Criminal Negligence

Canoes are “Vessels” Under the Criminal Code

Written on behalf of Barrison Law
canoe on a lake representing

The Ontario Court of Appeal has recognized canoes as “vessels” under the Criminal Code by upholding a recent lower court decision. The case that prompted this analysis, R v. Sillars, dealt with an individual operating a canoe under the influence and in a negligent manner. This led to the canoe capsizing, causing the death of an 8-year-old boy who was also aboard.

A canoe ride ends in the loss of a child

In 2017, the appellant, David Sillars, was at a cottage on the Muskoka River with friends. Sillars took his girlfriend’s 8-year-old son, Thomas, canoeing on the river. It was a cold day, and the water was turbulent, with a strong current. The Court described the boy as not knowing how to canoe and being “an inexperienced swimmer.” Sillars, on the other hand, was an experienced canoeist.

The pair canoed towards High Falls to remove a piece of debris stuck against a warning barrier, indicating that the falls were dangerous. Upon doing so, the canoe capsized, and Thomas went over the falls. Police found Thomas in the area of the river past the falls and pronounced him dead. Sillars managed to swim to shore and was brought to a nearby hospital due to hypothermia.

Upon medical examination, police determined that Sillars had a blood alcohol content of 128 mg in 100 mg of blood. He was arrested for “impaired operation of a vessel and operating a vessel with over 80 mg of alcohol in his body.” He was then charged and convicted of impaired operation of a vessel causing death and criminal negligence causing death and received a six-year prison sentence.

What is the definition of a “vessel”?

As the Criminal Code does not include a clear-cut definition of “vessel,” the trial judge analyzed how the word was intended to be understood.

The trial judge interpreted “vessel” as incorporating all types of watercraft, regardless of how they are propelled. The trial judge found the term to be analogous to “boat.” The trial judge then provided multiple reasons for determining that canoes count as vessels:

  1. Words such as “motorized” were not used to qualify the term “vessel” in the Criminal Code, meaning that Parliament did not intend to limit the definition to motorized vessels.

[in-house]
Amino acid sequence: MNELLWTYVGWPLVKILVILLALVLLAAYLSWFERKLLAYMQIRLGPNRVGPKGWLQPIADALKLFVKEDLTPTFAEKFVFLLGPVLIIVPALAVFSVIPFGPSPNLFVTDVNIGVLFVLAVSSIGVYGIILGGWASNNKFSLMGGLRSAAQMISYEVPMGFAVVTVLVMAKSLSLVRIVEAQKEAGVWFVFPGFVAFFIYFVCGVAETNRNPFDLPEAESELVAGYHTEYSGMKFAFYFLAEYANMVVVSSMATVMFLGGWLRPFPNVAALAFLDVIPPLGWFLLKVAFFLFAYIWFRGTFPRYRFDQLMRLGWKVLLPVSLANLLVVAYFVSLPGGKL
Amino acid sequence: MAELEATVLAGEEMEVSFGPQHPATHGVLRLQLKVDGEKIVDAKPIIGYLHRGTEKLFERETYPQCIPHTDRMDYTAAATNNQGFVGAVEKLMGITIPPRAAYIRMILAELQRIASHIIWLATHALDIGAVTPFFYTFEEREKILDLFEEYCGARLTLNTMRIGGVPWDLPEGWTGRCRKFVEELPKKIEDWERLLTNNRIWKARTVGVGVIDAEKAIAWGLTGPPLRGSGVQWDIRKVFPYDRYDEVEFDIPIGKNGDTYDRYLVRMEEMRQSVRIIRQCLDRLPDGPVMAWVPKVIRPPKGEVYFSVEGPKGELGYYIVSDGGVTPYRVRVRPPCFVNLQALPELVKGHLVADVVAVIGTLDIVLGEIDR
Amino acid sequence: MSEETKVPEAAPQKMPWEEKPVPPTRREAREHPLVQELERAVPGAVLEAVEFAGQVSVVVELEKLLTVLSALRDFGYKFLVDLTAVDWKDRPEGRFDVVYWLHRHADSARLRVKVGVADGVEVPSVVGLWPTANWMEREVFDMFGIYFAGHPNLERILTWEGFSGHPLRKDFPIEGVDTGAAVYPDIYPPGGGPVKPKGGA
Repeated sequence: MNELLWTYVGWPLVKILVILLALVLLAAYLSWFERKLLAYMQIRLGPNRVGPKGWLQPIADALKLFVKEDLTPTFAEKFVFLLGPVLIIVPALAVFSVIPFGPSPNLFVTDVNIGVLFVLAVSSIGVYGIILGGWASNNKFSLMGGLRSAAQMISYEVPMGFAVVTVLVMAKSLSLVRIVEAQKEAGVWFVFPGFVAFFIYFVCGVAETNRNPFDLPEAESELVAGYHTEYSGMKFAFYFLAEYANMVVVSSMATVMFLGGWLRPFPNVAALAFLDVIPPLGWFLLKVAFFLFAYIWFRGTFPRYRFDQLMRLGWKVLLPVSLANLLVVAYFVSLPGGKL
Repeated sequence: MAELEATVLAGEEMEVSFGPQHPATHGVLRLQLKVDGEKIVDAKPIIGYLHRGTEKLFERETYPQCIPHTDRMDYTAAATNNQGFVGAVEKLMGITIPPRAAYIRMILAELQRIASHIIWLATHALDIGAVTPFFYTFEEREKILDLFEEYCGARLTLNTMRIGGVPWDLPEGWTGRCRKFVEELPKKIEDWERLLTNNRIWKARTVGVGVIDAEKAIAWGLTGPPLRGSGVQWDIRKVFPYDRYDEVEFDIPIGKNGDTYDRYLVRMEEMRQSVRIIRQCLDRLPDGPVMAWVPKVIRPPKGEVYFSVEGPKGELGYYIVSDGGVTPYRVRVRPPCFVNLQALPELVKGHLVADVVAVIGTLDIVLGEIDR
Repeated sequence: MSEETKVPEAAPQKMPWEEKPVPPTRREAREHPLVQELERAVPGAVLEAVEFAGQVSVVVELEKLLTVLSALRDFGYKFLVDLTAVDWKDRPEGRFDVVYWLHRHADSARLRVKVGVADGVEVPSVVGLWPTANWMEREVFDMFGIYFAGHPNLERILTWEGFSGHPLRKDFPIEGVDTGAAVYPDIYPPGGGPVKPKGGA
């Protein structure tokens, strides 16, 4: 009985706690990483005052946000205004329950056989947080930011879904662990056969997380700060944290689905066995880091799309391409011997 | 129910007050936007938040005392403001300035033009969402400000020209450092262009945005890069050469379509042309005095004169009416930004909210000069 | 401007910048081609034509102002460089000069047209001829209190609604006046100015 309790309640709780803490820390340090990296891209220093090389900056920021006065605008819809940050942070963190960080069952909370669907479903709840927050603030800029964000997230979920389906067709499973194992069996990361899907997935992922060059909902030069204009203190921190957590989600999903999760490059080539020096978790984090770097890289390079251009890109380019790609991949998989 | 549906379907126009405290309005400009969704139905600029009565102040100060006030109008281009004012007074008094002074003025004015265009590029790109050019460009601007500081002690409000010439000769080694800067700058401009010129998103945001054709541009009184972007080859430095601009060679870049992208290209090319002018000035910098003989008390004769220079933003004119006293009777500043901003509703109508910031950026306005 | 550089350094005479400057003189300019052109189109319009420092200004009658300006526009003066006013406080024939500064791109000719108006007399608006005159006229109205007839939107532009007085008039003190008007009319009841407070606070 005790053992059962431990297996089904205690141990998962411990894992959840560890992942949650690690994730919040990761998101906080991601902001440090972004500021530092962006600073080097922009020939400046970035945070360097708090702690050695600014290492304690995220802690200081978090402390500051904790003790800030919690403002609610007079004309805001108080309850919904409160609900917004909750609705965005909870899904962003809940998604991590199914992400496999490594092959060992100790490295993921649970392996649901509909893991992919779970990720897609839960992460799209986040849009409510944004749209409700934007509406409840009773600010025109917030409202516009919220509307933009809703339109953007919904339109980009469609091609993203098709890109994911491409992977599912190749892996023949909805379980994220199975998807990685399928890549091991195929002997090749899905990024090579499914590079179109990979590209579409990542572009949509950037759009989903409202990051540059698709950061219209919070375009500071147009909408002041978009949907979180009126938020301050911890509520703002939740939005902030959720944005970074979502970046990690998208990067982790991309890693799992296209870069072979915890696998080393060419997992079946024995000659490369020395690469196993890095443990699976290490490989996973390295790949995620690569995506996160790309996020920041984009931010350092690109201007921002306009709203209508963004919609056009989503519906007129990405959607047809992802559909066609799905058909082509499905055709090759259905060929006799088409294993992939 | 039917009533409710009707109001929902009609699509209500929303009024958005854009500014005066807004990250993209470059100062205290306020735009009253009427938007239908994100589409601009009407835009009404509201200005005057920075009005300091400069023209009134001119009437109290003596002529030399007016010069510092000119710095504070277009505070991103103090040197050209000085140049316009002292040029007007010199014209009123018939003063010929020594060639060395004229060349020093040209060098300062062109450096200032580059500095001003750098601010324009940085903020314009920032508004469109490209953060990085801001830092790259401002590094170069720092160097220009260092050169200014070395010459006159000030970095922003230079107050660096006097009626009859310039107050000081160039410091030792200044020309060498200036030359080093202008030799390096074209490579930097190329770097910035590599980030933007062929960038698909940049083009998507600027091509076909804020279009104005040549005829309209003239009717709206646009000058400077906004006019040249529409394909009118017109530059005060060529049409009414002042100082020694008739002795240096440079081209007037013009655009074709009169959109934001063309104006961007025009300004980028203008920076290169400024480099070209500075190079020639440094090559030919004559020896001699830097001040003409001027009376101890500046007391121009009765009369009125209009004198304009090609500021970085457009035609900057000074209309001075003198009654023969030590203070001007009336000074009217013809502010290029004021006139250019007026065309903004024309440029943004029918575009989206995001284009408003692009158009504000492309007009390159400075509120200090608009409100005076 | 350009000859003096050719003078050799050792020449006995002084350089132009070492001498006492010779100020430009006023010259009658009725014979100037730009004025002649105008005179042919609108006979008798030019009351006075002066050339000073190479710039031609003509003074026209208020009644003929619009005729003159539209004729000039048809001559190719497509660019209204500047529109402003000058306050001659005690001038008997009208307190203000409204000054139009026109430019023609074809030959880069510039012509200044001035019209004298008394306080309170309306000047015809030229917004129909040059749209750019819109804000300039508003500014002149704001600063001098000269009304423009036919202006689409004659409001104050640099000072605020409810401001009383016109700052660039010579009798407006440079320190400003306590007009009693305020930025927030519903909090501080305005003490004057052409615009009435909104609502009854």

2. The bill that added “vessel” to the Criminal Code highlighted concerns about the “impaired operation of pleasure craft vessels.”
  3. A draft of Bill-C-46 attempted to remove fully non-motorized vessels from the definition of “vessel”, but this was eliminated “after submissions by the Canadian Safe Boating Council indicating that many deaths occurred in cases involving alcohol and unpowered vessels.”
  4. Other statutes confirmed the interpretation.

The trial judge also confirmed that it was constitutional for police to screen a person operating any type of watercraft for impairment in the same manner in which drivers are screened.

Accused appeals the decision that a canoe is a “vessel” under the Criminal Code

Sillars appealed the decision to the Ontario Court of Appeal. He argued that a canoe is not a vessel. He offered five main reasons for this argument:

  1. The size of the canoe prevents it from falling under the definition of a “vessel,” based on the dictionary definition of the word.
  2. Criminal liability exists for the operation of “licensed, modern forms of transportation” that can lead to “catastrophic consequences.”
  3. Driving offences regulate licenced forms of transportation, and licencing is not required for a canoe.
  4. Multiple people can control the speed and direction of a canoe, meaning that regulation is not possible.
  5. A canoe is more similar to a bicycle than other modes of transportation because it uses muscle power rather than motorization.

The Ontario Court of Appeal applies a wide interpretation of “vessel”

The Ontario Court of Appeal analyzed the definition of the word “vessel” in the Criminal Code. The Court found that the wording suggests the need for a broad interpretation and found that a canoe is muscle-powered and does not require a licence does not exclude it from the definition. The Court also noted that dictionary definitions support this interpretation since most of them did not discuss the size restrictions of a vessel, and many use “boat” as a synonym for “vessel.”

Furthermore, the court highlighted the dangers associated with the operation of a canoe, stating:

“Unlicensed conveyances, non-muscular-powered vessels and sailboats pose a risk of injury and death just as licensed and motor-powered conveyances do. The risks are not restricted to vessels that are required to be licensed.”

Vessels that do not require a licence still require careful operation

The Court’s decision has reduced ambiguity around the term “vessel,” clearly indicating that a lack of motorization or licensing requirements does not exclude a type of vessel from the Criminal Code. Most importantly, the case highlights the importance of taking all of the necessary safety precautions when operating vessels, regardless of their method of propulsion. Negligent operation of any vessel, including a canoe, can result in injury or death and therefore must be taken just as seriously as negligent, dangerous, or impaired driving.

Barrison Law in Oshawa Provides Reliable Advice on Impaired Operation Offences

At Barrison Law, our knowledgeable criminal defence lawyers advocate for clients in a wide range of offences, including impaired driving charges. We help clients at all stages of the criminal justice process, including at the time of arrest, bail hearings, trial, and probation breaches. We proudly serve all of Durham Region and the surrounding communities and accept cases on private retain and Legal Aid. To schedule a confidential consultation or access our 24-hour phone service, call 905-404-1947 or reach out online.